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'Rules Don't Apply' a bland bore from Beatty

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Hollywood legend's passion project surprisingly forgettable

Warren Beatty is Hollywood royalty, one of those actors whose work spans multiple generations. He had his first major role in 1961 ' 55 years ago. He's an iconic figure in the world of cinema, famous for on-screen work and off-screen behavior alike.

He's also been essentially retired for the last 15 years. His last film role was in 2001's 'Town & Country;? aside from a weird 2010 TV special where he played Dick Tracy being interviewed by Leonard Maltin, he's done nothing since then.

But Beatty's back.

'Rules Don't Apply? is apparently a film that Beatty has been trying to get done for decades. And it definitely checks all the passion project boxes for him ' he produces, writes, directs and stars in the film.

It's the story of two young people ' an actress and a driver ' working in Hollywood in the mid-1960s. Their orbits intersect thanks to their respective proximities to the eccentric billionaire Howard Hughes; they quickly find themselves drawn to one another despite their best judgment, but those choices could potentially come back to haunt them.

Frank Forbes (Alden Ehrenreich, 'Hail, Caesar!?) has just arrived in Hollywood and taken a job working for Howard Hughes (Beatty). Frank's a driver, one of the legion that Hughes keeps on hand to transport the numerous young actresses that he has contracted and put up all over town.

One of his first assignments comes when young Marla Mabrey (Lily Collins, 'Love, Rosie?) and her mother Lucy (Annette Bening, '20th Century Women?) arrive in town. Marla is the latest addition to the Hughes stable of actresses, but she's much more of a pious, small-town girl than most of her peers.

Frank and Marla are immediately drawn to one another, but as Frank's jaded co-worker Levar (Matthew Broderick, 'The American Side?) repeatedly points out ' getting involved with one of the actresses means immediate termination.

Initially, neither Frank nor Marla has any interaction with Hughes, but before long, both are drawn in by the man. Despite an increasing oddness to his behavior ' including a need to not be seen by almost anybody ' Frank and Marla are among the few who gain a modicum of closeness to the tycoon.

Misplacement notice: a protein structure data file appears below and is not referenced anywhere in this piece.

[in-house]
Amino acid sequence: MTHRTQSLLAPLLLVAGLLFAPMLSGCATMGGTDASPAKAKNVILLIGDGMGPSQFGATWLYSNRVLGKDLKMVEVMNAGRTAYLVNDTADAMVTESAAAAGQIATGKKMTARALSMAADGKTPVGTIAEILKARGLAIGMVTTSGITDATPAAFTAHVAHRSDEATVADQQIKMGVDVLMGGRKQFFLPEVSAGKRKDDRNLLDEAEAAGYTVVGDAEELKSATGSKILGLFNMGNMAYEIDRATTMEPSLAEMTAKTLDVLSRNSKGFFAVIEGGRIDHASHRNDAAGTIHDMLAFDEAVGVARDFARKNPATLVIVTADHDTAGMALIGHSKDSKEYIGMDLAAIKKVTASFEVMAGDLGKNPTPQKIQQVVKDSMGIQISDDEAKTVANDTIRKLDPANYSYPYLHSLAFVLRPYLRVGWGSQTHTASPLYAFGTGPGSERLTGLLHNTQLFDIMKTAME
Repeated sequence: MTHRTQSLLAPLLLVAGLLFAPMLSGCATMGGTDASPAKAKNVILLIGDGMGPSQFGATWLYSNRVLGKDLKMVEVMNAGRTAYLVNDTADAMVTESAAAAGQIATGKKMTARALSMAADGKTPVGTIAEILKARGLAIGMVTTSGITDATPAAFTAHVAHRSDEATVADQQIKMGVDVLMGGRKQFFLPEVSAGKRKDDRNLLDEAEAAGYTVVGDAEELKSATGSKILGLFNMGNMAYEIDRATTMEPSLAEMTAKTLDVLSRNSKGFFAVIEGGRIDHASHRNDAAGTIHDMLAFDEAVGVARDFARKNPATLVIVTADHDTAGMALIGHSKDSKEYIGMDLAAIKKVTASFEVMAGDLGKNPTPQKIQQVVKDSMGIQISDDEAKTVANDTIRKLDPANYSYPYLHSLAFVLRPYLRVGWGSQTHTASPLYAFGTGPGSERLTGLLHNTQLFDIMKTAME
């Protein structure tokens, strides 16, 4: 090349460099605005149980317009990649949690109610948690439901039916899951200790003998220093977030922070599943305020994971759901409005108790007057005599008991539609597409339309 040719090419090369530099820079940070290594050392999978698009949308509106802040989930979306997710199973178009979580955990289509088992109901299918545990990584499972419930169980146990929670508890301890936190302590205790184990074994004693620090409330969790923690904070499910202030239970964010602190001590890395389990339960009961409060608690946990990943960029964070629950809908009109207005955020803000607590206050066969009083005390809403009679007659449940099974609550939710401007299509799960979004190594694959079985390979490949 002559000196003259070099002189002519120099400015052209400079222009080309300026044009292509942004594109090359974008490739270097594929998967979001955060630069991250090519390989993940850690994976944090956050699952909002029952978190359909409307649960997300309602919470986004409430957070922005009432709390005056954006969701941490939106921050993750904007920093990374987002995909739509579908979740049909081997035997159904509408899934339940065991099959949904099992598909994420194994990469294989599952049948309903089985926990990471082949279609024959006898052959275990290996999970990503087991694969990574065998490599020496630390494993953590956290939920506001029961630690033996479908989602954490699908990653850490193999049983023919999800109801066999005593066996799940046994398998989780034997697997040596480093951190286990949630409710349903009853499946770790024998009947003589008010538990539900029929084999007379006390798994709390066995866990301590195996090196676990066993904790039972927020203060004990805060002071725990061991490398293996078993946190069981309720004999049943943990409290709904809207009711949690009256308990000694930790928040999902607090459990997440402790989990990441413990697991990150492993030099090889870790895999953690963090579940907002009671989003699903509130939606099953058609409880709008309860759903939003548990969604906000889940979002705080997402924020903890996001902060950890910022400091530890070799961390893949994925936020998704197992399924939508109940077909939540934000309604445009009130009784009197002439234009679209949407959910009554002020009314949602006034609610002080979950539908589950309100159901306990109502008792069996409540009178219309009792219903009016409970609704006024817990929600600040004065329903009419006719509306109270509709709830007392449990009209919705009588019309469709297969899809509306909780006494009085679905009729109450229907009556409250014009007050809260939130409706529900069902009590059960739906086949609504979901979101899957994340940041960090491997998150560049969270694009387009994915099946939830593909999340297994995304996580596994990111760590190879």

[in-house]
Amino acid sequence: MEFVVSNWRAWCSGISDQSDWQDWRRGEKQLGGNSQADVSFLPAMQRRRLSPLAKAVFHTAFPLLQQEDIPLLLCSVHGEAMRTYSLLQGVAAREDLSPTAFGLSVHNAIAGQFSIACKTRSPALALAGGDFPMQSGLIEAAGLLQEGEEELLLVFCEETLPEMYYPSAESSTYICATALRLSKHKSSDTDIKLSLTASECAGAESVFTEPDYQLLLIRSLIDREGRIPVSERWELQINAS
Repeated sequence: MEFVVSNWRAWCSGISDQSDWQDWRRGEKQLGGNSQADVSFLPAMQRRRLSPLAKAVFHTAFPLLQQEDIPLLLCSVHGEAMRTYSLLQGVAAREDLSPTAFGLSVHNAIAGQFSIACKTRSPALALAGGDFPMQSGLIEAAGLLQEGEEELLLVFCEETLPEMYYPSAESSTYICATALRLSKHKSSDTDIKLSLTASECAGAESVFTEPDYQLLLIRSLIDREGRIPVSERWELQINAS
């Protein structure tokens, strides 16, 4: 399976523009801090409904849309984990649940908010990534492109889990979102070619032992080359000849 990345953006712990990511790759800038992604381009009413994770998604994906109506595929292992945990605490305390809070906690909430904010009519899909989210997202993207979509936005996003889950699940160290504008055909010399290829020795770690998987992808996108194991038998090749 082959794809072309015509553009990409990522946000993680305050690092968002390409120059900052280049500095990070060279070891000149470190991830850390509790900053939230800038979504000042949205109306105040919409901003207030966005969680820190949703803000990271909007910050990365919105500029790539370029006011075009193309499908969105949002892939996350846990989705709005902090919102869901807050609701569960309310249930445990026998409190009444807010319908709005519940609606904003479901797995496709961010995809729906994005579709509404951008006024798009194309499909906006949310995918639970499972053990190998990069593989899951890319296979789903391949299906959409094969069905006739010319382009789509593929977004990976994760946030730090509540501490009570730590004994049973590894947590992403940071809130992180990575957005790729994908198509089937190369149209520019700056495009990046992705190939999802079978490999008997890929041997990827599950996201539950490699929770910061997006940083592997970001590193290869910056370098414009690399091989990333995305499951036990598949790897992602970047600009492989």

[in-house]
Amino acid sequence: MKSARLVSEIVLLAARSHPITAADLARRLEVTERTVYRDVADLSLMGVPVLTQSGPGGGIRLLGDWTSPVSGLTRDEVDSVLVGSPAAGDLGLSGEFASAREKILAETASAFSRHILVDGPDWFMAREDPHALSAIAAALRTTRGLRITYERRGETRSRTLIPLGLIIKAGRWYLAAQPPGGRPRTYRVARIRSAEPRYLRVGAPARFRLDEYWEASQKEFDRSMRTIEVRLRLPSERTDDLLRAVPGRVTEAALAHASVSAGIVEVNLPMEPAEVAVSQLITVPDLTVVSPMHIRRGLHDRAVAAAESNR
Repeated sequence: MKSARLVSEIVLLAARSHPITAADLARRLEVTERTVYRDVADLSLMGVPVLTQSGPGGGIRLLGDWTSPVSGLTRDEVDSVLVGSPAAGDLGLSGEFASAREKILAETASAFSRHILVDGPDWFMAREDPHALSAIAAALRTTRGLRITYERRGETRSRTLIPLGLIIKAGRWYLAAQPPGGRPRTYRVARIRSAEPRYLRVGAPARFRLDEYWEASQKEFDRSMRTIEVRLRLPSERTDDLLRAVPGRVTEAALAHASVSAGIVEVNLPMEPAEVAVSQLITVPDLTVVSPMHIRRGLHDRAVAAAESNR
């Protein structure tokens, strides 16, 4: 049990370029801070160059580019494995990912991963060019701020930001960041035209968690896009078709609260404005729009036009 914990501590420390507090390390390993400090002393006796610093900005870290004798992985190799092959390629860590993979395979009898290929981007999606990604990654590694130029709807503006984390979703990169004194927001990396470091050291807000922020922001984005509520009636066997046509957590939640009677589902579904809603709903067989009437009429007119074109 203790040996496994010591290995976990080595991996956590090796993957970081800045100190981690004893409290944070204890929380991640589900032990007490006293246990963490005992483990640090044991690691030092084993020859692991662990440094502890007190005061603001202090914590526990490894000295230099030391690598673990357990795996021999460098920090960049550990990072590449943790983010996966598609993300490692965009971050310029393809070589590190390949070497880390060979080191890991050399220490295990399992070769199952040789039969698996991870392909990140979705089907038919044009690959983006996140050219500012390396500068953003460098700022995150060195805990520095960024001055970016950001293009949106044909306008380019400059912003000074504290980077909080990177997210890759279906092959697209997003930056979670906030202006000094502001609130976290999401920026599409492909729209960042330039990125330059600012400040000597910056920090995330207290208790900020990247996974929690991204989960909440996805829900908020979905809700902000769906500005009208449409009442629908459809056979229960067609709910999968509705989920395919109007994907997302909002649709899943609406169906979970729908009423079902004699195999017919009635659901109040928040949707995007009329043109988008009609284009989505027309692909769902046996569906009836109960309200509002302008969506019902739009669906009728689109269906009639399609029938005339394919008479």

But as the Hughes empire threatens to collapse around him, Frank and Marla are left to confront the unfortunate nature of their relationship. They must decide what's most important to them ' their connection to one another or their respective ties to the great man himself.

Passion projects are a tricky business. When a person ' no matter how talented ' becomes consumed by an outside-the-box idea, their obsession can lead down a wide variety of paths. Some of these projects turn into career-defining highlights, while others fall sadly flat. But for the most part, the one thing that they all have in common is, well?passion. Good or not-so-good, the audience tends to feel the filmmaker's enthusiasm for the project.

But apparently that rule doesn't apply to 'Rules Don't Apply.?

Considering the lengthy journey that Warren Beatty took to make this movie, it's surprisingly devoid of anything that resembles that impassioned connection. It's not a bad film. It's perfectly serviceable; an inoffensive and slight romantic comedy. As a minor studio release, it's fine. As the culmination of a years-long struggle by a Hollywood icon, it's a confusing disappointment.

I get the fascination with Howard Hughes ' he's a fascinating guy ' but the surprise is that Beatty never really delves too deeply into the aspects of Hughes that made him so interesting. It's mostly surface-level stuff; glimpses of the TWA lawsuits and his globe-trotting lunacy. Essentially, Beatty has turned one of mid-century America's most titanic characters and turned him into a plot device, a standard-issue rom-com obstacle.

It doesn't make any sense.

It doesn't help that Beatty spends most of his scenes in deep shadow, the poor lighting a fairly blatant attempt to keep audiences from realizing that Beatty ' at nearly 80 years old ' is rather too long in the tooth to be playing a man supposedly in his late 50s. The performance itself is all tics and tricks, without any real oomph. It's not bad, but again ' in this kind of project, you expect something more.

Beatty's energy was clearly infectious, because the hugely talented supporting cast also falls flat. Ehrenreich and Collins are just OK; the lack of urgency in their relationship infects their entire respective performances. It's nice to see Broderick and Bening and the great collection of additional talent ' folks like Ed Harris and Alec Baldwin and Oliver Platt and old-schoolers like Martin Sheen and Candice Bergen ' but with the arguable exception of Broderick, they don't really get much to do.

Beatty's script is bland and lightweight; it's basically a generic romantic comedy that has shoehorned Howard Hughes into the story. The stakes feel manufactured if you feel them at all and the narrative has a thin, paint-by-numbers quality. Combine that with direction where the primary conscious choice appears to be the aforementioned nigh-constant shadows surrounding Beatty and the result is a movie that is completely and utterly forgettable.

It's nice that Warren Beatty was able to bring his passion project to the big screen. I only wish that it had been something better ' or at least more interesting - than 'Rules Don't Apply.?

[1.5 out of 5]


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